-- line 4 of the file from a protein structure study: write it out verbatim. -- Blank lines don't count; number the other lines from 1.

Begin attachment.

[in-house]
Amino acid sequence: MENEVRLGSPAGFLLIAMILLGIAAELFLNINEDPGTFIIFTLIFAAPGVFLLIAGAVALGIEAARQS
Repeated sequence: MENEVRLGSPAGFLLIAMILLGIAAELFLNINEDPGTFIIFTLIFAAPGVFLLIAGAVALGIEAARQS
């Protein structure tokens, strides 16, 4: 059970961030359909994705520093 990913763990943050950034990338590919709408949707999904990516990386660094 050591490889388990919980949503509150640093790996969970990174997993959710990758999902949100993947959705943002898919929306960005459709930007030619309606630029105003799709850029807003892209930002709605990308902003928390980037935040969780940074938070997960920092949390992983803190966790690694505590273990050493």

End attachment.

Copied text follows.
């Protein structure tokens, strides 16, 4: 059970961030359909994705520093 990913763990943050950034990338590919709408949707999904990516990386660094 050591490889388990919980949503509150640093790996969970990174997993959710990758999902949100993947959705943002898919929306960005459709930007030619309606630029105003799709850029807003892209930002709605990308902003928390980037935040969780940074938070997960920092949390992983803190966790690694505590273990050493």